Today in Switzerland: A roundup of the latest news on Tuesday
Closer ties with border nations, and a threat of electricity shortage: find out what's going on today in Switzerland with The Local's short roundup of the news.
Swiss border regions seek closer cooperation with Europe
While relations between Bern and Brussels still remain strained after Switzerland walked out of negotiations with the EU last year, officials in Swiss border areas are eager to intensify mutual cooperation with neighbouring European regions.
For instance, in Geneva, which shares a border with France, “the development of relations between Switzerland and the European Union is a strategic issue”, said State Councilor Serge dal Busco, who is in charge of European issues at the cantonal level.
The Basel government has also announced it wants to strengthen ties with the nearby regions of Alsace in France and Baden-Württemberg in Germany.
Both cantons are closely linked economically with EU-member nations — not only though cross-border workforce employed in Switzerland, but also in regards to various common projects like transport infrastructure, and others.
Electricity shortage “not excluded” in Switzerland
We already know that electricity prices are expected to go up in the near future.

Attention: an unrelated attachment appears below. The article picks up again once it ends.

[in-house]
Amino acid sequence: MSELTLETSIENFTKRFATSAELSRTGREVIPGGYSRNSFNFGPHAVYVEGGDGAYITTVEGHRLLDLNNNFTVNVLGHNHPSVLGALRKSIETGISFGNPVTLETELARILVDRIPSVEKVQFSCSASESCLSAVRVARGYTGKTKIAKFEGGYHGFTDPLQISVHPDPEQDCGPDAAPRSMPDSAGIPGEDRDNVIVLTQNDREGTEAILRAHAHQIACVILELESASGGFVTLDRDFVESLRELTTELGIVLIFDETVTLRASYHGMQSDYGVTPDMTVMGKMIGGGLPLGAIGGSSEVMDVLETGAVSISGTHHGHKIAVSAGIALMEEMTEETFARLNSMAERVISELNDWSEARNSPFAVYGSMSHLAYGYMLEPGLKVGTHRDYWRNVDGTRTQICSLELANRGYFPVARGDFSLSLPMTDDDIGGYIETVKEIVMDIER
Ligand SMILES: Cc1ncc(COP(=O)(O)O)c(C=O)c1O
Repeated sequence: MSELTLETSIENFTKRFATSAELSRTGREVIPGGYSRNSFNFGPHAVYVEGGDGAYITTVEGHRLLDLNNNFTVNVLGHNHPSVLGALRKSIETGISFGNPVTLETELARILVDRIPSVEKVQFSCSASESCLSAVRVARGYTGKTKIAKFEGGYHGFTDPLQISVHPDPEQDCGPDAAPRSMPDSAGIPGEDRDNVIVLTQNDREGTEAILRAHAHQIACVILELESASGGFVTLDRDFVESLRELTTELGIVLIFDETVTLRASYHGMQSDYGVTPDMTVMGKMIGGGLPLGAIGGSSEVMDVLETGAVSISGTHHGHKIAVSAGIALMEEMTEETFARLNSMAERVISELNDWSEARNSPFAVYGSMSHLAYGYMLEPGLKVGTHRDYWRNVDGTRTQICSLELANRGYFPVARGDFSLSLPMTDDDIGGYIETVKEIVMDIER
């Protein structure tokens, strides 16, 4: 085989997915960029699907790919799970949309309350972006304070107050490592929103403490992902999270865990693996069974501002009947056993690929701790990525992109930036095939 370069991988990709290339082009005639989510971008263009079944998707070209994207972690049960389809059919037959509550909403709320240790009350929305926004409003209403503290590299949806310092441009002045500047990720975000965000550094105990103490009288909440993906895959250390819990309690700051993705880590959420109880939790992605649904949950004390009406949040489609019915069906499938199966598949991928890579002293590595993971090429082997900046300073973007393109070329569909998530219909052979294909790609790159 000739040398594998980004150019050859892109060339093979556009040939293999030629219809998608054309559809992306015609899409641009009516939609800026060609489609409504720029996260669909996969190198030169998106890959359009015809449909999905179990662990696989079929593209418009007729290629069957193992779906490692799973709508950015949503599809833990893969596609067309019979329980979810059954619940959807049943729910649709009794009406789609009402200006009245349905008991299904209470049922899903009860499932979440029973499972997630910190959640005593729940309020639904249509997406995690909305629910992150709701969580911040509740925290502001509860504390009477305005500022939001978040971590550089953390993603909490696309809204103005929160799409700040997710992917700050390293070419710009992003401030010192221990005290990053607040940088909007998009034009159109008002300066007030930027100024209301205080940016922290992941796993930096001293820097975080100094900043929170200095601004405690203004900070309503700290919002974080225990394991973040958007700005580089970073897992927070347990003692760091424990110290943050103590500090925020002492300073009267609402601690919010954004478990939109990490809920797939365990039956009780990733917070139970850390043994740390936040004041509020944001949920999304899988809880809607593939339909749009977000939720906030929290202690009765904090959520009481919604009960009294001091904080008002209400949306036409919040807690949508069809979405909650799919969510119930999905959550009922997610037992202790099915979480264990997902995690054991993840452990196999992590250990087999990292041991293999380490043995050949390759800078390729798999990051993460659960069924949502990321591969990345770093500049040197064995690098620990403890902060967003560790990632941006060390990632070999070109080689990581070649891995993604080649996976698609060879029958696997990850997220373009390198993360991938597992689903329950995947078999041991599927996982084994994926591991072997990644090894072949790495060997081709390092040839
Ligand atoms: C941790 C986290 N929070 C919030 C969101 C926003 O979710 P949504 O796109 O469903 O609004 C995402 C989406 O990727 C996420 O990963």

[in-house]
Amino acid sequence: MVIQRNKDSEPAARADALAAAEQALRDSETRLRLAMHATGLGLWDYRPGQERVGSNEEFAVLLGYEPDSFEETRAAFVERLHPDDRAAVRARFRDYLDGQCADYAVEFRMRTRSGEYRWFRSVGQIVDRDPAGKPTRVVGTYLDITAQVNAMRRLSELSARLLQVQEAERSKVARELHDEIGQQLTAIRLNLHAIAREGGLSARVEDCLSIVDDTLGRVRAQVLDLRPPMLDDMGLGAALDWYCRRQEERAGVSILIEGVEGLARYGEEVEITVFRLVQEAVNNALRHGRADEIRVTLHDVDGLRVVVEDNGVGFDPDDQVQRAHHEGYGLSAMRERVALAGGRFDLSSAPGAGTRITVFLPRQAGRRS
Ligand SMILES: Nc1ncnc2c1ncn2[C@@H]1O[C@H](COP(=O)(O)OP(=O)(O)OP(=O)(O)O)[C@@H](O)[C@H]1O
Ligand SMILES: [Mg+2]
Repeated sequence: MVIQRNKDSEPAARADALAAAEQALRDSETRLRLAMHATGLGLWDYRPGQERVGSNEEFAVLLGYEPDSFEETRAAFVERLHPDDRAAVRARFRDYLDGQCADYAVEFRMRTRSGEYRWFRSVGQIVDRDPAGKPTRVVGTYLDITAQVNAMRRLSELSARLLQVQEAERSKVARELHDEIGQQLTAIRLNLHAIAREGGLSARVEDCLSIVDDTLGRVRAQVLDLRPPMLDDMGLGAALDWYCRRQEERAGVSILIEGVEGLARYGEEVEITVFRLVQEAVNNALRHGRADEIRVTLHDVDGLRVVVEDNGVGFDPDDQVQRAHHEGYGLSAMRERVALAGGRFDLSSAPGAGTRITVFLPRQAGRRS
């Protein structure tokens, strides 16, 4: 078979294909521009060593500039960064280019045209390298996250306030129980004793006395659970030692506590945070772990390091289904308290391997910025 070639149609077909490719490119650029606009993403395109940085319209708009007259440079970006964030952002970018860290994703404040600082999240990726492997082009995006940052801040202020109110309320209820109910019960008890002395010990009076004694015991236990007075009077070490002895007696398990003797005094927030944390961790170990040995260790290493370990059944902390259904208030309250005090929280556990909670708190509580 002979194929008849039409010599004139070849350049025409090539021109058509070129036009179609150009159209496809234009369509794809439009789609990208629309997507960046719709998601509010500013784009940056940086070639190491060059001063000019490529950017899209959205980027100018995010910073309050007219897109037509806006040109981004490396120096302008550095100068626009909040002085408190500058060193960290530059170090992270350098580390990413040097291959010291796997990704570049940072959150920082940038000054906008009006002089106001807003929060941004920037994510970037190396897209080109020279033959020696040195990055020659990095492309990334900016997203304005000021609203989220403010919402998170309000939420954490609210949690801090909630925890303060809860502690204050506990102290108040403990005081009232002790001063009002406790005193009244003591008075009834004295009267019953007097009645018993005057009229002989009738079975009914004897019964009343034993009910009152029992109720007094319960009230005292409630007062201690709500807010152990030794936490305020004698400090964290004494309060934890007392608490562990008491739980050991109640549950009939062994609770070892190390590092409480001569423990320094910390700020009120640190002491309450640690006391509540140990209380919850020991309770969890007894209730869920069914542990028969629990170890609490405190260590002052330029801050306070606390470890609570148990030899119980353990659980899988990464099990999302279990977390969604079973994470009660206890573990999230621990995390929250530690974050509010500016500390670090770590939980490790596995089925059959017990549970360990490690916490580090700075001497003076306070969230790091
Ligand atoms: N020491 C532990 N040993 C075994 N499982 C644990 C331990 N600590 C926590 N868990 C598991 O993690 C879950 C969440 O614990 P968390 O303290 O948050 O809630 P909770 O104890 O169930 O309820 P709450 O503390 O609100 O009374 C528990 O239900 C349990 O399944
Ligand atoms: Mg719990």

Now we learn that electricity shortages “are not excluded" next winter, according to the Federal Electricity Commission (Elcom).
“Over the past 50 years, a power shortage has never been more realistic than now”, said Michael Frank, director of the Association of Swiss Electrical Companies.
If this were to occur, however, the Organisation for Electricity Supply in Extraordinary Situations (Ostral) would activate an emergency plan to keep at least some electricity flowing, so “no one should panic", said its director Lukas Küng.
Disparities among cantons on the deportation of foreign criminals
Over the past three years, the deportation rate for foreign offenders has averaged around 60 percent, according to official data.
However, this figure varies greatly from one canton to another.
Geneva, for instance, expels the highest number of criminal foreigners (77 percent), because “the population of delinquents is very largely made up of people passing through who have no connection with Switzerland”, according to the canton’s Attorney General. Olivier Jornot.
In Neuchâtel, on the other hand, only 26.7 percent of convicts have been expelled as “it is our duty to apply this law with moderation”, said Attorney General Pierre Aubert.
He added that expulsion has to be waved when foreign criminals come from a country that does not take back its nationals.
However, the cantonal differences in expulsion could soon fade, since the Parliament has adopted a motion which seeks to reduce the flexibility the cantonal prosecutors have in this matter.
The legislation, approved in a referendum and introduced in 2016, stipulates that expulsion from Switzerland applies to foreigners who have committed serious crimes warranting at least a three-year prison sentence, including murder, rape, serious sexual assault, violent acts, armed robbery, drug trafficking and people trafficking, as well as abuse of the Swiss social security system.
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